Three reasons why scoring is up, critiquing officials and when it is unwise to be ‘tough’?

For years, whenever NHL general managers gathered in Florida, post-trade deadline, goal-scoring (or the lack thereof) was at or near the top of the agenda. When NHL scoring fell to its lowest average in half a century in 2003-04, all kinds of solutions were discussed and debated to reverse a worrisome trend.

Some ideas represented minor tweaks. Others were radical, almost far-fetched (bigger nets actually got to the testing stage, before ultimately being rejected). The most important push – to regulate the size of bloated goalie equipment – also had the largest impact.

It was instructive, therefore, that when NHL GMs got together this past week, they chopped through a long list of agenda items, with a focus on salary-cap and CBA issues, as well as when the next World Cup of Hockey might be played (probably February of 2024).

But the only reference to goal-scoring came in a brief summary at the start of Day 1, when the league reported good news: The numbers continue to edge up.

Consider: According to Hockey-Reference, through the first 1,056 games of this season, teams averaged 3.11 goals per game.

That’s the highest total since 1995-96, when the average was 3.14 per game. In the eight years between then and the final season before the lockout (2003-04), the numbers slipped precipitously, all the way down to 2.57 goals per team per game.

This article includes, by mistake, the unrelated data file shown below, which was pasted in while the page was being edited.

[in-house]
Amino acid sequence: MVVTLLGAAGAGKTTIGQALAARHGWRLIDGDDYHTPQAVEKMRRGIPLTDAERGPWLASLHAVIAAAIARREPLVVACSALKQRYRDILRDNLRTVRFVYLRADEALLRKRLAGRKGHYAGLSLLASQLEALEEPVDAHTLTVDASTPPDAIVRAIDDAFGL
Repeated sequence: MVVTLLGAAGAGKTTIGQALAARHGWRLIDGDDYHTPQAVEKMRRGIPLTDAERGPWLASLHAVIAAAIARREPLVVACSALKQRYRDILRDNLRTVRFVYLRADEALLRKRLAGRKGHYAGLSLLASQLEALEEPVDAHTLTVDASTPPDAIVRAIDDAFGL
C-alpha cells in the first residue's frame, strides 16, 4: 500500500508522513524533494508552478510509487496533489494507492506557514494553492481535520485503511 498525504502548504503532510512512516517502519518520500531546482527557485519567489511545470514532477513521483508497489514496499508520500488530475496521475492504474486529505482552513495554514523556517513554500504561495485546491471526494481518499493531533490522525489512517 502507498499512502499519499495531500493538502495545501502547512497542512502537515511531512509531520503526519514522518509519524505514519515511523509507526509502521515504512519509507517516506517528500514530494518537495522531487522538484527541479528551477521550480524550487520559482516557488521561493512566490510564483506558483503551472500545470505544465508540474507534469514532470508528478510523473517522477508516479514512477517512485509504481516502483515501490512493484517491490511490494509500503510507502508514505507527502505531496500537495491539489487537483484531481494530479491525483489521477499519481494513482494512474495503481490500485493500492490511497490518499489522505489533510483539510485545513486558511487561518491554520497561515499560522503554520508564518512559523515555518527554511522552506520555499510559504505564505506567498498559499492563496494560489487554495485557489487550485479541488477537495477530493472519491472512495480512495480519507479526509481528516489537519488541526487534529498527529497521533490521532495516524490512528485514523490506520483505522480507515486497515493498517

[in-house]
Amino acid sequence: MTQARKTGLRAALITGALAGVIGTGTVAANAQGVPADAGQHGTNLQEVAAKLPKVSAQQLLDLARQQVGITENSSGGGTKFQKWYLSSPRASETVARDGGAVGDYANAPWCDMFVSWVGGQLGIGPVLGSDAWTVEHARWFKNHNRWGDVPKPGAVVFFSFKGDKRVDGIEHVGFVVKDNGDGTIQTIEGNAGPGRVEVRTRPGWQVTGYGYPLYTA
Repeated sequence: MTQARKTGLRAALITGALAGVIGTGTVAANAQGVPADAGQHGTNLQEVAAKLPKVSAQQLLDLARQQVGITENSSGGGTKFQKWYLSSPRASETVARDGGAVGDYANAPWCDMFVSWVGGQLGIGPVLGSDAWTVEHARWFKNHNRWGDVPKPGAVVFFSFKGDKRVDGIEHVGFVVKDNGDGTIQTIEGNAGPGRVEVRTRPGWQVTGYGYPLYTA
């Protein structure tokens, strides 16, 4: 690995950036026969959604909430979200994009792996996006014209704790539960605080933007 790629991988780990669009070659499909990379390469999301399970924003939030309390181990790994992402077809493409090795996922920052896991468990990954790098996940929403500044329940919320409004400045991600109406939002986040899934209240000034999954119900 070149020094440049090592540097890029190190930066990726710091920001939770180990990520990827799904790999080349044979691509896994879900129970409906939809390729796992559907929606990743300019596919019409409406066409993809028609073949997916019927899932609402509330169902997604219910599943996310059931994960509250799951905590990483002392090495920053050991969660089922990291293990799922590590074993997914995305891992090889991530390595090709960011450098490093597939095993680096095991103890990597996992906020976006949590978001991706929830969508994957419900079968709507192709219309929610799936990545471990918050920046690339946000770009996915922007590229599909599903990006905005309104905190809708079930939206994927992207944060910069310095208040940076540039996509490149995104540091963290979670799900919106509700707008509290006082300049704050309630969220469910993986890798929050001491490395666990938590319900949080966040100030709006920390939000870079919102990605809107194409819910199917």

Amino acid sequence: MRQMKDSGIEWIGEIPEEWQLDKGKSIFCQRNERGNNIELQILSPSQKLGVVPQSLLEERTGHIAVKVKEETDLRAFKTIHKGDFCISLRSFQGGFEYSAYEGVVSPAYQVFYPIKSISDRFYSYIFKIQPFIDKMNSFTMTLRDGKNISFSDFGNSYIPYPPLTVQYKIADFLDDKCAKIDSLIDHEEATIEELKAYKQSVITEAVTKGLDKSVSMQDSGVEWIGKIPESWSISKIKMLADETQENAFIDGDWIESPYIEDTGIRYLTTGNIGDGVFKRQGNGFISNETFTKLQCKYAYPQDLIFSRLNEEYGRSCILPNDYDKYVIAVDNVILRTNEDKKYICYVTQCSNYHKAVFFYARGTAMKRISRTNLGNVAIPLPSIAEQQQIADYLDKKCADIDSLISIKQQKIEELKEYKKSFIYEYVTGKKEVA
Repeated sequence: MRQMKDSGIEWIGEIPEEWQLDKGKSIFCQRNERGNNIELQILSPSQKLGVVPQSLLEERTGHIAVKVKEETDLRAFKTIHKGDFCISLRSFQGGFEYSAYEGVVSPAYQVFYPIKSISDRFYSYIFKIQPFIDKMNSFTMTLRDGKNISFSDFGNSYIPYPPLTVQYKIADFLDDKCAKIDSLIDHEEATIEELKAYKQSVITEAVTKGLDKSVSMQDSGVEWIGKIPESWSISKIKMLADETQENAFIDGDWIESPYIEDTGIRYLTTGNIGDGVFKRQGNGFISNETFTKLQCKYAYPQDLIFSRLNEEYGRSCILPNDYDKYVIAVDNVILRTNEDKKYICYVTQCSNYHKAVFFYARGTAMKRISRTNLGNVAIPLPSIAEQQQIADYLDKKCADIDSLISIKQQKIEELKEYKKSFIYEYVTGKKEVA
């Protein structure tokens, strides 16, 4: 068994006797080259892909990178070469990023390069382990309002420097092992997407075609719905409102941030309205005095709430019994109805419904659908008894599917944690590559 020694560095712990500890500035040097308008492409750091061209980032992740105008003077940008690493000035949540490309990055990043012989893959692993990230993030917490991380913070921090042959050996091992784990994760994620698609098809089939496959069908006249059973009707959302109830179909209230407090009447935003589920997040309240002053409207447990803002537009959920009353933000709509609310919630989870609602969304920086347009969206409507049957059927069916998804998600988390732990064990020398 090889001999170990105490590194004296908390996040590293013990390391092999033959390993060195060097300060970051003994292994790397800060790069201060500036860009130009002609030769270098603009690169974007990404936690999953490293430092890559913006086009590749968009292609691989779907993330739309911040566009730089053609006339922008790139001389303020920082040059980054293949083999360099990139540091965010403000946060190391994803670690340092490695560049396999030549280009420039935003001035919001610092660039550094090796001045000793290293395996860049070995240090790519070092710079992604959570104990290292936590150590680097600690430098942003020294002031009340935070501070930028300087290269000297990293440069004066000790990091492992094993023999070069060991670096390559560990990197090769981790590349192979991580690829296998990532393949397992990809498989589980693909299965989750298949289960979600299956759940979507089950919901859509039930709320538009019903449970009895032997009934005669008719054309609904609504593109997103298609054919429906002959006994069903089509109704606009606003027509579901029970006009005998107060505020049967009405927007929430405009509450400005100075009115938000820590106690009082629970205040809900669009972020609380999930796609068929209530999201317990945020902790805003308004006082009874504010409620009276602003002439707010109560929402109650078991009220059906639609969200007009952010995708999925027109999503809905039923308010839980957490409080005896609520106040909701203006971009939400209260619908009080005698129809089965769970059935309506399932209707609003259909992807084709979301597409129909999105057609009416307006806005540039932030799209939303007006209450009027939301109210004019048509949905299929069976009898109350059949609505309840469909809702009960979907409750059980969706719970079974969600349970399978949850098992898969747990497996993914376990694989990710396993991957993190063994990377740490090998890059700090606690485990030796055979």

Officially, the NHL passed the three-quarters mark of this season on March 19. At that juncture, according to figures provided by #NHLStats, five players were on pace to score 50 or more goals, including Auston Mathews, who reached that threshold Thursday, becoming the first Maple Leafs player in 28 years to do so. In addition, 16 players were on pace for 40 or more goals, which would be the most since 1995-96, and 58 players were on track for 30 or more goals, which would represent the fourth-most in NHL history. Two players – Mathews and Leon Draisaitl – are reasonably positioned to reach the 60-goal threshold, which hasn’t happened since Steven Stamkos in 2012.

There’s more. Altogether, 82 hat tricks have been scored, the most at this stage of the season in 25 years. As of last Sunday, 10 players were projected to reach or pass the 100-point plateau, which also hasn’t occurred since 1995-96.

Connor McDavid of the Edmonton Oilers was the first to cross that threshold Wednesday night. Others will soon follow.

Scoring is up around the NHL: The question is, why?

Author: Lucy Green